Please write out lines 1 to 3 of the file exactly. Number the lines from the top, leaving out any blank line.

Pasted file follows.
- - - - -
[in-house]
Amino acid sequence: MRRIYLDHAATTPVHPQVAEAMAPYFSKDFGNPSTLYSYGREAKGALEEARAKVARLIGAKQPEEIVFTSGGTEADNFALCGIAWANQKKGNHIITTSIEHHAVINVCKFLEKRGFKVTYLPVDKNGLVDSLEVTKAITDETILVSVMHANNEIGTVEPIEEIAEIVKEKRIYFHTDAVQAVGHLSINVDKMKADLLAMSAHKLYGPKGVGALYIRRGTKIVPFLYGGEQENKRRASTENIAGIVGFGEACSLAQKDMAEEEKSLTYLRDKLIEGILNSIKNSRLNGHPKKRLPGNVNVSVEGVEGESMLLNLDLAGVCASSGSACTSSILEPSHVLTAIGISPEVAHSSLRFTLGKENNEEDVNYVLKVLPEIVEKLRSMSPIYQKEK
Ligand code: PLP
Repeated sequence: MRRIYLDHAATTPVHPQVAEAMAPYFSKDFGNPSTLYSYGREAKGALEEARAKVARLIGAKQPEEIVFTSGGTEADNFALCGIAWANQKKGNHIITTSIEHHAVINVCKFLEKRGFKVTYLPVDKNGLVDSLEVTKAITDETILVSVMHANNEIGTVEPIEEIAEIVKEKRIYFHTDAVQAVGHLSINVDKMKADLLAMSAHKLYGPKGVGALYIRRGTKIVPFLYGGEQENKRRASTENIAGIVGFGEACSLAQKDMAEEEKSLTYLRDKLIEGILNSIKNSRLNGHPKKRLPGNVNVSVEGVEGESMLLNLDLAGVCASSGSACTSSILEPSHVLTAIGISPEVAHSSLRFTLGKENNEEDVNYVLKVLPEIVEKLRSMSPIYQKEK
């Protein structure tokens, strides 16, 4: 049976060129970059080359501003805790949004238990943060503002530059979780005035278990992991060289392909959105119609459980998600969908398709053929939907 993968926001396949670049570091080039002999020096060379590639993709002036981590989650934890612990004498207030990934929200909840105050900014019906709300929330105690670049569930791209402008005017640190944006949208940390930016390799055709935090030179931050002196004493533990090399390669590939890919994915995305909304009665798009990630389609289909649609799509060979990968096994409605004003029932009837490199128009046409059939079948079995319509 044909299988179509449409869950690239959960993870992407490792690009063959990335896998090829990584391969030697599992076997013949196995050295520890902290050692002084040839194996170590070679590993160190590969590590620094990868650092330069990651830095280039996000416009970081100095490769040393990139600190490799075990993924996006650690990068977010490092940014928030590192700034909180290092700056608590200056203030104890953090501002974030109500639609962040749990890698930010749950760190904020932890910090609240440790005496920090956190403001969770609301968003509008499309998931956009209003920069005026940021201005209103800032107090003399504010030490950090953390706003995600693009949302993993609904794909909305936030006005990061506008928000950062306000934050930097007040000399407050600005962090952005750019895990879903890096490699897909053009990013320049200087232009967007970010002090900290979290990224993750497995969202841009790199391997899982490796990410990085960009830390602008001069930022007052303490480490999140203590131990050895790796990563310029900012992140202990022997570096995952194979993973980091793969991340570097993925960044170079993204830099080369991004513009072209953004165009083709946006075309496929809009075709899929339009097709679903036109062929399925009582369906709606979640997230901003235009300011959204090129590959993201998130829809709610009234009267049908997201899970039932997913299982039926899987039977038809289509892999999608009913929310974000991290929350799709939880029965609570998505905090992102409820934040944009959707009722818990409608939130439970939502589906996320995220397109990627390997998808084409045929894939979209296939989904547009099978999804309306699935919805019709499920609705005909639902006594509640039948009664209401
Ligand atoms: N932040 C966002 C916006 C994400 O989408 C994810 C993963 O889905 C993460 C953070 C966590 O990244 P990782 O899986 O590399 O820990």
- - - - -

[in-house]
Amino acid sequence: MRRIYLDHAATTPVHPQVAEAMAPYFSKDFGNPSTLYSYGREAKGALEEARAKVARLIGAKQPEEIVFTSGGTEADNFALCGIAWANQKKGNHIITTSIEHHAVINVCKFLEKRGFKVTYLPVDKNGLVDSLEVTKAITDETILVSVMHANNEIGTVEPIEEIAEIVKEKRIYFHTDAVQAVGHLSINVDKMKADLLAMSAHKLYGPKGVGALYIRRGTKIVPFLYGGEQENKRRASTENIAGIVGFGEACSLAQKDMAEEEKSLTYLRDKLIEGILNSIKNSRLNGHPKKRLPGNVNVSVEGVEGESMLLNLDLAGVCASSGSACTSSILEPSHVLTAIGISPEVAHSSLRFTLGKENNEEDVNYVLKVLPEIVEKLRSMSPIYQKEK
Ligand code: PLP